Airbnb and Airbnb.org will provide temporary housing to 20,000 Afghan refugees worldwide. The company’s CEO, Brian Chesky, announced the move yesterday on Twitter.
The displacement and resettlement of Afghan refugees in the US and elsewhere is one of the biggest humanitarian crises of our time. We feel a responsibility to step up.
— Brian Chesky (@bchesky) August 24, 2021
Last week, Airbnb.org also gave emergency funding and support to the International Rescue Committee, HIAS, and Church World Service to provide immediate temporary stays via the Airbnb platform for up to 1,000 arriving Afghan refugees.
Think Global, House Local
The support that Airbnb is providing to Afghan refugees is needed. But what about all the other refugees in the world, including the refugees at our southern border—desperate people fleeing gang violence, environmental devastation, and economic ruin in Central America?
Earlier this year, Airbnb.org announced the creation of the $25 million Refugee Fund, to further expand Airbnb.org’s support of refugees and asylum seekers worldwide.
In 2017, Airbnb committed $4 million to the International Rescue Committee to support the housing needs of people impacted by the US executive order that halted refugee admissions and temporarily barred entry to people from seven Muslim-majority countries.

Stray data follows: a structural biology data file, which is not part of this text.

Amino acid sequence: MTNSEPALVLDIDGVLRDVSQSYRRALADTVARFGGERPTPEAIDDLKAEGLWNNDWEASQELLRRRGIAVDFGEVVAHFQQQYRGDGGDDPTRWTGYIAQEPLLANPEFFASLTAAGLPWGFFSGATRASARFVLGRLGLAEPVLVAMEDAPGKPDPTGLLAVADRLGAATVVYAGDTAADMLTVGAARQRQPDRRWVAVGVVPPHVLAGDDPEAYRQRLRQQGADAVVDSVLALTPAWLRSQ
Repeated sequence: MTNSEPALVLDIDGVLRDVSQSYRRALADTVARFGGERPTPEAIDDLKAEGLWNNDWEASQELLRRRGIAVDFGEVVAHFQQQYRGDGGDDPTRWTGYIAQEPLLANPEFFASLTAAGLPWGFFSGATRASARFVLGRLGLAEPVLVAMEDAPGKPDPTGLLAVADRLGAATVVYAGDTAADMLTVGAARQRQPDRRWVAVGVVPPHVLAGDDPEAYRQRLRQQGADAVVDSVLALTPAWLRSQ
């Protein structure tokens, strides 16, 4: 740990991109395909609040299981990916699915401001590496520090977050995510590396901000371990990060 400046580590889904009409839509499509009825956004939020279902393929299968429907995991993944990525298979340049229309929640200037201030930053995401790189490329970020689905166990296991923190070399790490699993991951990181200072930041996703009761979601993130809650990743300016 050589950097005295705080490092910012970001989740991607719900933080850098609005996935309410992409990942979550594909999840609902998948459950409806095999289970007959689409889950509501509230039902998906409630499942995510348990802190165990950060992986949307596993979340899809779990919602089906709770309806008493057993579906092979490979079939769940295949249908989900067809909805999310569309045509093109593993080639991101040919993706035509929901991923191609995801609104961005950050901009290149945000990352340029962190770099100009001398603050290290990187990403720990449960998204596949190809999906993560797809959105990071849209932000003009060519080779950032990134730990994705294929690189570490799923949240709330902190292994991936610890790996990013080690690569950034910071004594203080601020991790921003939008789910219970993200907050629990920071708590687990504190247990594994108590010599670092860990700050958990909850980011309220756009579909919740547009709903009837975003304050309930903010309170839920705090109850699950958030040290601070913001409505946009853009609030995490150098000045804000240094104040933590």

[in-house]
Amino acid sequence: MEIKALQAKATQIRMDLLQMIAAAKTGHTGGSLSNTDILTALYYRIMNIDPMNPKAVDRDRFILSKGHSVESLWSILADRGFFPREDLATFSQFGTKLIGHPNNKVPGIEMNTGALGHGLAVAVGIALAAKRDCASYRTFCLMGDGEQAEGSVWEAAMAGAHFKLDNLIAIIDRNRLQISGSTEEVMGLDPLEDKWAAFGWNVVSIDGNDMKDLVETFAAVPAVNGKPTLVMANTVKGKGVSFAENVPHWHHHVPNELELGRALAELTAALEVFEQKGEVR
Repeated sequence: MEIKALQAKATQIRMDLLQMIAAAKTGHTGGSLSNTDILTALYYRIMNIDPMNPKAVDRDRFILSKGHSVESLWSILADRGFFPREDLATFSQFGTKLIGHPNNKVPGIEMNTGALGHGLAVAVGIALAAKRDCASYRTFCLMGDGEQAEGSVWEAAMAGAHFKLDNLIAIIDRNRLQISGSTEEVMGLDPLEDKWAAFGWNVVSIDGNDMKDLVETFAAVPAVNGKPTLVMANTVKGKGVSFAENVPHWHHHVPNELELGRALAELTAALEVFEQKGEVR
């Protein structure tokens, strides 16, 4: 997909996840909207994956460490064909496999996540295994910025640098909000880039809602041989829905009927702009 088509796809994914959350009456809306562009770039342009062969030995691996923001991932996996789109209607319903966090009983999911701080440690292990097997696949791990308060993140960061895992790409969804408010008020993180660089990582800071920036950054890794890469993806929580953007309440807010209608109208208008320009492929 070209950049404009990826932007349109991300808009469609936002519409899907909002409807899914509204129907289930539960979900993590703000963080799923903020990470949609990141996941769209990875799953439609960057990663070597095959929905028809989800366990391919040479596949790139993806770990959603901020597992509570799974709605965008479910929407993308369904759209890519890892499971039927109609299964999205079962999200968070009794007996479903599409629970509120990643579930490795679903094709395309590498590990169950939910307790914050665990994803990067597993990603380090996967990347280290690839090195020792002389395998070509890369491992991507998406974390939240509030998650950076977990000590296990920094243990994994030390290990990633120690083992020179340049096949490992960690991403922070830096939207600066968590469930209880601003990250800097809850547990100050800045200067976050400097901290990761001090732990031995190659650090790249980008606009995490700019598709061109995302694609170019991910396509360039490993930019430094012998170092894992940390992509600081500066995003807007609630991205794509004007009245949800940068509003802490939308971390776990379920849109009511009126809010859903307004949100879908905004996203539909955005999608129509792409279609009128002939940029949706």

Airbnb is a purposeful brand leading the charge to help people in need. And the desire to help Afghan refugees, right now, is widespread. A new CBS News/YouGov poll shows that 76% of Republicans and 79% of 2020 Trump voters are among the 81% of Americans who want the U.S. to resettle our Afghan allies.
It would be easy to think that Airbnb is just another “brand with purpose” ready to capitalize on the misfortune of others. For many years, brands made symbolic gestures meant to help those in need, while casting the company in soft white light. Thankfully, this is different and better because it’s a grassroots movement that was recognized and then supported by the brand.